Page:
This story was updated on Feb. 23.
While many activists left the site of a months-long protest against the Dakota Access pipeline voluntarily as a deadline passed for them to clear the area on Wednesday, some protesters decided to defy the order to leave. Eventually, at least 40 were arrested at the site, according to law enforcement officials.
As the 2 p.m. deadline approached on Wednesday, a live video feed provided by the volunteer media group Unicorn Riot showed fires burning, apparently set by some protesters, as snow fell on a largely deserted site on the banks of the Missouri River near Cannon Ball, N.D. Law enforcement officers remained on the periphery as the deadline came and went.
The live video on Thursday showed that humvees and other armored vehicles had surrounded the area, as at least two bulldozers had entered the camp and begun clearing the grounds. By Thursday afternoon, the number of those arrested had reached at least 40.
Maxine Herr, a spokeswoman for the Morton County Sheriff’s Department, said that about 100 protesters boarded a bus and vans, provided by a local church, to travel to a center that the state had set up on Wednesday. She said anyone who arrived at the center would be given a voucher for food and one night at a hotel, as well as a one-way bus ticket home, wherever that may be.
Earlier on Wednesday, Chase Iron Eyes, a Standing Rock Sioux member, told Reuters that protesters would make their own decisions about whether to stay behind despite an order to leave. “Some will get arrested,” he said.
Gov. Doug Burgum issued an emergency order last week with the Wednesday deadline to the leave the site. State officials had said they are concerned that warmer weather could cause snowmelt to flood the area, endangering anyone who remained and potentially polluting nearby waterways with trash that has accumulated there.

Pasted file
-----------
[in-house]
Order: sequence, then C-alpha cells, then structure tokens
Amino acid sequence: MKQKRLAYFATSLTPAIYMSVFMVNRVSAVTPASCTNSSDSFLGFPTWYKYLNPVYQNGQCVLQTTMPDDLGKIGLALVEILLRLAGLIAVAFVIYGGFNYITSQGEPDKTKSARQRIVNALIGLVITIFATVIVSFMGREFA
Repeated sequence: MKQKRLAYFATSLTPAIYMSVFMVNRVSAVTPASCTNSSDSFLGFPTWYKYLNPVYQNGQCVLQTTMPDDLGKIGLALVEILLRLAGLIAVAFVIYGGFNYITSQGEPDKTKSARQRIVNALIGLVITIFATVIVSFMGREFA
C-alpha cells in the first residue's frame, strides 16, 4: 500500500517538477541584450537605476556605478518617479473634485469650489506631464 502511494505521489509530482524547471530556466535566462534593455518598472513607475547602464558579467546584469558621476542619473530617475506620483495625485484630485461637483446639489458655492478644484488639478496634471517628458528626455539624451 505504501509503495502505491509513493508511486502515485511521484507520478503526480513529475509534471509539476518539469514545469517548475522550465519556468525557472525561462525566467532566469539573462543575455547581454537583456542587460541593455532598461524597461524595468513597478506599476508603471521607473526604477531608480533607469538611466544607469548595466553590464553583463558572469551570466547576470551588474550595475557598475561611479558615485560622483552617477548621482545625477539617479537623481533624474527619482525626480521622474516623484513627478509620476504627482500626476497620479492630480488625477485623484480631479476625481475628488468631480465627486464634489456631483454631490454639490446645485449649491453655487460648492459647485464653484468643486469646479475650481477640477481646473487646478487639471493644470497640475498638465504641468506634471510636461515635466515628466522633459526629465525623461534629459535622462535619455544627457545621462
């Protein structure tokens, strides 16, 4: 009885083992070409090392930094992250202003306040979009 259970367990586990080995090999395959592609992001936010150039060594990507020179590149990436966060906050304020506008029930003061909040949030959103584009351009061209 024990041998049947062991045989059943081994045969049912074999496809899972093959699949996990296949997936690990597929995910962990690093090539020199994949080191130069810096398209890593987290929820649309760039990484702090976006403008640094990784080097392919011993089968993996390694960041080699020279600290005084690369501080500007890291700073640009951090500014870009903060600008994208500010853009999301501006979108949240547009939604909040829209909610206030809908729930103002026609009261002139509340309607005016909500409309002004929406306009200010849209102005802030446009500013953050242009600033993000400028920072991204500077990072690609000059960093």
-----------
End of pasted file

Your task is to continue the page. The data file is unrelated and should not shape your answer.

Legal challenges to the pipeline remain pending. The line, which would carry oil from North Dakota more than 1,000 miles to Illinois, is largely completed. But one piece that crosses under Lake Oahe, a dammed section of the Missouri River that provides drinking water to the Standing Rock Sioux Reservation, has sparked months of protests and lawsuits from Native American tribes and advocacy groups.
Last week, the Standing Rock and Cheyenne River Sioux filed a motion asking a federal court to revoke the easement that the Army Corps had issued to allow Energy Transfer Partners to build the final stage of the pipeline under Lake Oahe. The motion argued that the Corps’ decision to issue the easement without undertaking an environmental impact statement was in violation of federal law and of the agency’s responsibility to protect the tribes’ treaty rights.
The judge is also expected to rule soon on a separate challenge by the Cheyenne River Sioux alleging that the pipeline could pollute water the tribe uses in religious ceremonies.
Energy Transfer Partners has been filing updates on the status of construction with the court. The latest, from Tuesday, said the company is working on a hole it drilled under the lake to ready it for the pipes. It said the pipeline could be ready to begin carrying oil within a few weeks.
In December, the Army Corps said it would conduct an environmental impact statement before allowing Energy Transfer Partners to complete the final section of the pipeline. Just days after taking office, however, President Donald Trump issued an executive order seeking to reverse that decision and calling for a speedy approval. The Corps issued the easement earlier this month.
Some protesters who cleared the site began gathering in neighboring camps on reservation land. Kandi Mossett, who has helped organize the protests with the Indigenous Environmental Network but who was not at the camp on Wednesday, said the activists would continue the fight with a march they are planning in Washington D.C. on March 10.
“It’s not just this community and just this pipeline that’s being impacted by the oil industry,” she said, noting that a large amount of North Dakota’s drilling is occurring on another Indian reservation in the northwestern part of the state, Fort Berthold. “It’s the big picture thinking that we’re trying to spread.”